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TalkTalk attack: 'No legal obligation to encrypt customer bank details', says chief

ISP calls in BAE Systems to probe security breach

TalkTalk YouView set top box launch

TalkTalk continued on its quest to be painted merely as a victim of crime today, while the budget ISP's website remained offline following a huge attack on its business earlier this week.

In an interview with the Sunday Times, Harding said that her company was under no "legal obligation" to encrypt sensitive customer data, such as bank account details.

"It wasn't encrypted, nor are you legally required to encrypt it," she told the newspaper. "We have complied with all of our legal obligations in terms of storing of financial information."

She added: "The bad stuff that can happen is actually because the criminal then scams you further."

TalkTalk has claimed that the data nicked by malefactors was "materially lower" than feared. However, the company was yet to reveal exactly how many of its customers were at risk of being targeted by scammers following the raid on its website.

On Saturday, TalkTalk attempted damage limitation by saying that the attack was less serious than first thought. But the company did reveal that some credit card information had been snatched.

Meanwhile, it has been claimed by security blogger Brian Krebs that the uncorroborated ransom message received by TalkTalk CEO Dido Harding included a demand for $80,000 in Bitcoin.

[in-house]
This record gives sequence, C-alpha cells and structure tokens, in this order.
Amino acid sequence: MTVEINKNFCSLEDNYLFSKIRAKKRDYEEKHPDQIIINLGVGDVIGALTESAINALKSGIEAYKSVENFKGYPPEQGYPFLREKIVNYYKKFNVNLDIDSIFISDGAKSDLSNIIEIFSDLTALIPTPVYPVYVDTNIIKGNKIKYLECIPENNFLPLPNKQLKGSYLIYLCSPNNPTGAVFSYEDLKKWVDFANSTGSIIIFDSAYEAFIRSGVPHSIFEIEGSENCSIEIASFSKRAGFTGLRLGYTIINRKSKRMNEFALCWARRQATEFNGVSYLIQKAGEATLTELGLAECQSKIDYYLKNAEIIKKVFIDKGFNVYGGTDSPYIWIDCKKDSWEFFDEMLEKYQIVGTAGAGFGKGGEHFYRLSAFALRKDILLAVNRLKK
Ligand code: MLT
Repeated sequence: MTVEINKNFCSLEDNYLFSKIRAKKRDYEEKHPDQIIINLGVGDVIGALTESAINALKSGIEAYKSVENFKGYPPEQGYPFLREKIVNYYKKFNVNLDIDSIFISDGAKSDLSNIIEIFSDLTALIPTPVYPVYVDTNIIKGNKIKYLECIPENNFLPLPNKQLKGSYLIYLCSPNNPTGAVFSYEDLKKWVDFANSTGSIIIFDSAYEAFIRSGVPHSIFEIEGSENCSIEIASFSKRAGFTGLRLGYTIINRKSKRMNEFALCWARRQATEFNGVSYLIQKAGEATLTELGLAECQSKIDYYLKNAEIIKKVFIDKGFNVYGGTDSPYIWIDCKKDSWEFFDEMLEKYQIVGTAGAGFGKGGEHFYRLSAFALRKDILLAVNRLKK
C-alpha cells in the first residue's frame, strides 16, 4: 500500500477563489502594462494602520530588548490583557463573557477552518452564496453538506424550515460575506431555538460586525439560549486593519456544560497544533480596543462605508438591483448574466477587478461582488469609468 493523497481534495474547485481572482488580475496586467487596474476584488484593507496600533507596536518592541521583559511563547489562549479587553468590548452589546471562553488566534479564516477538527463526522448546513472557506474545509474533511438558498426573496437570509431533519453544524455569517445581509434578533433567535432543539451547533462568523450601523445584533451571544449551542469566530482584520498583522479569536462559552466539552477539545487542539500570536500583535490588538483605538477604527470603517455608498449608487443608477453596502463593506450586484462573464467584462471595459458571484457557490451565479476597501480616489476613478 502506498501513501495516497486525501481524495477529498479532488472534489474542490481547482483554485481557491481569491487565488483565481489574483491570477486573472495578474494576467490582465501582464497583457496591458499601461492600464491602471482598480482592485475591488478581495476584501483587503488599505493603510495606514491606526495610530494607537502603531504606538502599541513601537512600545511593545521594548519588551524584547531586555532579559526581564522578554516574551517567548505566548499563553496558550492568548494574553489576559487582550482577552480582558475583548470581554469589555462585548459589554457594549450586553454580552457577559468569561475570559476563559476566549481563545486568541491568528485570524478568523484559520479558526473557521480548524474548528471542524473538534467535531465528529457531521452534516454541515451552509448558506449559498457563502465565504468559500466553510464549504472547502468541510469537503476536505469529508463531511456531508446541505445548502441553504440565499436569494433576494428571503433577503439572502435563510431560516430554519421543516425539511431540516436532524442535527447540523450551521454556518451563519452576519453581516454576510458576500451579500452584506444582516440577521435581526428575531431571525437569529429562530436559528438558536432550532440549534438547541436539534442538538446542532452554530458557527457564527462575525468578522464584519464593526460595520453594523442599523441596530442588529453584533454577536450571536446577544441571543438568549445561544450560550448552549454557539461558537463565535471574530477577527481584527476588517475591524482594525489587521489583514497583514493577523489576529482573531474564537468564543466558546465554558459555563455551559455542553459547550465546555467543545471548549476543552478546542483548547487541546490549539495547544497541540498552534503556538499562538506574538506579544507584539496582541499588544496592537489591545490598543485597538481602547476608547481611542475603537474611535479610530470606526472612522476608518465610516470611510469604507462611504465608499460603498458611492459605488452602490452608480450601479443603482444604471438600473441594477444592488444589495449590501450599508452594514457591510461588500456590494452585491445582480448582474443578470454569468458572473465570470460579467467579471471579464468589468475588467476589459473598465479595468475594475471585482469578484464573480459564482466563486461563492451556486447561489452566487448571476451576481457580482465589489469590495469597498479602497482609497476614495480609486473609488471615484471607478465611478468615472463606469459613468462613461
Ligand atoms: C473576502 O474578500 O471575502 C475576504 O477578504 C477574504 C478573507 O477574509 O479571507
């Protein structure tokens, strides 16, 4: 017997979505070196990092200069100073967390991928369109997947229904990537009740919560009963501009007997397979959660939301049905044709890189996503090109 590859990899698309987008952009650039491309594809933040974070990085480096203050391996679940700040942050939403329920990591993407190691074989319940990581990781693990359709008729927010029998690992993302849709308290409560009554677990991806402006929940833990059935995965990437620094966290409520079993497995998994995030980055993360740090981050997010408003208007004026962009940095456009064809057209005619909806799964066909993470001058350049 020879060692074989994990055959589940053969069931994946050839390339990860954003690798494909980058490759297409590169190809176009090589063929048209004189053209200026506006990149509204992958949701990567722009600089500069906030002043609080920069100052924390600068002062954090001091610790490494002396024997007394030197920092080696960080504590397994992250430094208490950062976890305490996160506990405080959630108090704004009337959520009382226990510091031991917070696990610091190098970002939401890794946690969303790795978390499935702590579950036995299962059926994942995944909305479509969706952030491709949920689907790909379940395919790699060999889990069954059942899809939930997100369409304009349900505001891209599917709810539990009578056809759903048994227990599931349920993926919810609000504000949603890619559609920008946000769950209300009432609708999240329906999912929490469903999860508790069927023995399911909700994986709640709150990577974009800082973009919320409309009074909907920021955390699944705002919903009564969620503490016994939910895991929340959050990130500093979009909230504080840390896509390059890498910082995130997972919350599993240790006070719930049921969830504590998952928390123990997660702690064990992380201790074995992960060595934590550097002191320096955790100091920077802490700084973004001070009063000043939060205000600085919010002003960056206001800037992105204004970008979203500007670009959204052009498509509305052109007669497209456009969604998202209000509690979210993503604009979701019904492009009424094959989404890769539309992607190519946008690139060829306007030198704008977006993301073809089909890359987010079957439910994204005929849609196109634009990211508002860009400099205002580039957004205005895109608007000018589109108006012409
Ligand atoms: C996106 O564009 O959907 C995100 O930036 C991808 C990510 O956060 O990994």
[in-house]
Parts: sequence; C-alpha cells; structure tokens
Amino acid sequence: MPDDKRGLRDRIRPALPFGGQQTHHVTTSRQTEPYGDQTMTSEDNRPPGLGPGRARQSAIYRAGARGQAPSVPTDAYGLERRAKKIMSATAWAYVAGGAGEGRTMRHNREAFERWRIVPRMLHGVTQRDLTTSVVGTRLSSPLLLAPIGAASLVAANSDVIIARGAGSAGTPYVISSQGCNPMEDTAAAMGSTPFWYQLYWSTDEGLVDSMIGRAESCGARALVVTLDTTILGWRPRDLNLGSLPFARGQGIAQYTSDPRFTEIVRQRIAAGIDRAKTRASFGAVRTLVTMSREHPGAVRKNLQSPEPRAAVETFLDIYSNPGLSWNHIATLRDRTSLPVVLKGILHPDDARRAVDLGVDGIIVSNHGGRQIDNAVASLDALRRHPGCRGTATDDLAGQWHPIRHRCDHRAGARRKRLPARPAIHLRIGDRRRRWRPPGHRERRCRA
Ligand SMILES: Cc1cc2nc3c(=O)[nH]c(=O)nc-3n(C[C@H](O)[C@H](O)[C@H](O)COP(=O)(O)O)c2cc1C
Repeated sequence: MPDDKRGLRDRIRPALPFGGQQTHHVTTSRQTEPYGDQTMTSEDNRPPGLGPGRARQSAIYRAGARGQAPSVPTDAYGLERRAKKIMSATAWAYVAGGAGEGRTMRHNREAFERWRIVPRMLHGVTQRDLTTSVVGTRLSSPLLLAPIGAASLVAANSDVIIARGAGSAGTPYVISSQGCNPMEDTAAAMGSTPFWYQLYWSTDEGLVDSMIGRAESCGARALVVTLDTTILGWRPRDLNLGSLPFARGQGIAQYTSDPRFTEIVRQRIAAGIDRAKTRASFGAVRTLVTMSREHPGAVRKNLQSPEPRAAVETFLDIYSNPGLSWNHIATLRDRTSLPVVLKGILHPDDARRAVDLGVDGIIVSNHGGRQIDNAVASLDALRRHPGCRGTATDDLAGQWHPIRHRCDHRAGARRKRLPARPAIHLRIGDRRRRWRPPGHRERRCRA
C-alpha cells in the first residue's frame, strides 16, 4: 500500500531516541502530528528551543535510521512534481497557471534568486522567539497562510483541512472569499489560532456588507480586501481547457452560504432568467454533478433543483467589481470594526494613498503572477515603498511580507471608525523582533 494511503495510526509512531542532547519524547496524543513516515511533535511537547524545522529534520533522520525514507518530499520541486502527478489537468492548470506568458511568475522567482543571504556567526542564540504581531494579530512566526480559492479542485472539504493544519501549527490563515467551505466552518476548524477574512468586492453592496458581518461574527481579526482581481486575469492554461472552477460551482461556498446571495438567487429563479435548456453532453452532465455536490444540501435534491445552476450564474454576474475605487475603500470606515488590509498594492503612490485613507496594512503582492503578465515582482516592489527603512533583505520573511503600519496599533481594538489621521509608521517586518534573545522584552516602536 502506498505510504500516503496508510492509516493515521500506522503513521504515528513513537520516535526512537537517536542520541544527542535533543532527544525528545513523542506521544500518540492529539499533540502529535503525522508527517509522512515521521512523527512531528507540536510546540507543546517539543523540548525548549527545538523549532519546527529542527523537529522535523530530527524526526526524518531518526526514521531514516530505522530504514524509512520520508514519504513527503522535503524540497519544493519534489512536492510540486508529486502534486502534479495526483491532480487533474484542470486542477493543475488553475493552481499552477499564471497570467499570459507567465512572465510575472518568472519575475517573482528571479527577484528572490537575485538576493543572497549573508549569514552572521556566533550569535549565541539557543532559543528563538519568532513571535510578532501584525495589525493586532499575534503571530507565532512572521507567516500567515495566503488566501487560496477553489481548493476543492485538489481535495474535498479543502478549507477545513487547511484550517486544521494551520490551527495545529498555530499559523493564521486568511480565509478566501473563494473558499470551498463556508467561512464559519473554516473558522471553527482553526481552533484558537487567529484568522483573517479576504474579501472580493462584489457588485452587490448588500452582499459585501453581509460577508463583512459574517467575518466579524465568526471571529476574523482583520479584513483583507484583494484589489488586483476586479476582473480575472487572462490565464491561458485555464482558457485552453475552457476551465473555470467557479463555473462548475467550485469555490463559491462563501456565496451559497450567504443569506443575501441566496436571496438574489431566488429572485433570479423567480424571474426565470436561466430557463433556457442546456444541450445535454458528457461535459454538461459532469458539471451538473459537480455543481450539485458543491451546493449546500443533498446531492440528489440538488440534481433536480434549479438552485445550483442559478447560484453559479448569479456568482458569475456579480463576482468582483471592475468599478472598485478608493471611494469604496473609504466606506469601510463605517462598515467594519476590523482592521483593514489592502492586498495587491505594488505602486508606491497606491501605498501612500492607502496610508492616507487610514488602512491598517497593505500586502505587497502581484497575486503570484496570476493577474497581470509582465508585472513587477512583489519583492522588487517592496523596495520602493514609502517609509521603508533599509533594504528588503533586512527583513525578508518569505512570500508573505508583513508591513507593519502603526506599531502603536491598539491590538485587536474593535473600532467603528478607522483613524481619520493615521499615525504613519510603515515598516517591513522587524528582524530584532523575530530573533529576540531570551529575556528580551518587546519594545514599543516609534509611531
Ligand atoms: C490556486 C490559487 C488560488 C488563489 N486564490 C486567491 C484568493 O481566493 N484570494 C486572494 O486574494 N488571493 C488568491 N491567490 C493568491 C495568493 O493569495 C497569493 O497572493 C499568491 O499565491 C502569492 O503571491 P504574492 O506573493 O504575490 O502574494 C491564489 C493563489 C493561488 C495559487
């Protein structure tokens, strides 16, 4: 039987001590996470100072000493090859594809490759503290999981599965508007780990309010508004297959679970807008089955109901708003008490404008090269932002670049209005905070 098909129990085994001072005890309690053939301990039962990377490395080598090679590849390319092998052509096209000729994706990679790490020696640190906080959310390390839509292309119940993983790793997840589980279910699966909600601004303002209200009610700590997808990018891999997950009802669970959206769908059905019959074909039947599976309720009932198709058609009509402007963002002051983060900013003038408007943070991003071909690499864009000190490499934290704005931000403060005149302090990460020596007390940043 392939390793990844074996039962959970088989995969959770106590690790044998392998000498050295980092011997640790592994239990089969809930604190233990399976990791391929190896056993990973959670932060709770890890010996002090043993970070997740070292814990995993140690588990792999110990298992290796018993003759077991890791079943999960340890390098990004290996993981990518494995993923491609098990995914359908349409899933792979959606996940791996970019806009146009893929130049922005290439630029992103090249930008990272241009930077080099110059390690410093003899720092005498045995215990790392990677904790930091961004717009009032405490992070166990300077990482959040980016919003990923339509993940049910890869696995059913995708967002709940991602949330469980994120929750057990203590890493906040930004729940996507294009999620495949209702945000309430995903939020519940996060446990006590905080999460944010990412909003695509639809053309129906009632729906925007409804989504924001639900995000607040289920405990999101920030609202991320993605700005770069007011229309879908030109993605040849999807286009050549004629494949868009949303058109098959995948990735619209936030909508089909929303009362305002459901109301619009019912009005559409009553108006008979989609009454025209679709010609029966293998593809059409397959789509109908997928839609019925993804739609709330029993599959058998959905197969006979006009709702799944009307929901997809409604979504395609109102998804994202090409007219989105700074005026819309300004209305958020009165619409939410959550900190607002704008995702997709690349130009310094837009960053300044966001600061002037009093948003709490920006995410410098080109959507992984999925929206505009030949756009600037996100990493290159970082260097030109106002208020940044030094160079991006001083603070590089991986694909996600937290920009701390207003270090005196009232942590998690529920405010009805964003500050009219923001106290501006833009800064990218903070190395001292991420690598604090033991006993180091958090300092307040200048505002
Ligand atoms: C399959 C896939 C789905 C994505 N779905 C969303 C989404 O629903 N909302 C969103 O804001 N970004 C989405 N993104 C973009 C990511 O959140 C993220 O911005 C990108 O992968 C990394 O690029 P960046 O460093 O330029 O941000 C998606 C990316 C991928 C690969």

Krebs wrote:

A source close to the investigation who spoke on condition of anonymity told KrebsOnSecurity that the hacker group who demanded the £80,000 ransom provided TalkTalk with copies of the tables from its user database as evidence of the breach. The database in question, the source said, appears related to at least 400,000 people who have recently undergone credit checks for new service with the company.

The Register asked TalkTalk to tell us more about the ransom demand, which may possibly be unconnected to the latest attack on the telco's systems, given that TalkTalk suffered earlier security breaches in February and July this year.

A company spokesbeing told us: "We can't comment on the message, due to the ongoing police investigation."

El Reg also wanted to know how soon TalkTalk's website might return to life.

"TalkTalk and BAE Systems are working together to investigate the website breach. BAE's cyber-specialists are currently analysing vast quantities of data to help establish how the breach happened and what information was stolen," we were told.

The spokesbeing added: "Hoping to get the site up and running as quickly as possible, but obviously we will not do so until we are confident that all aspects are as secure as possible." ®

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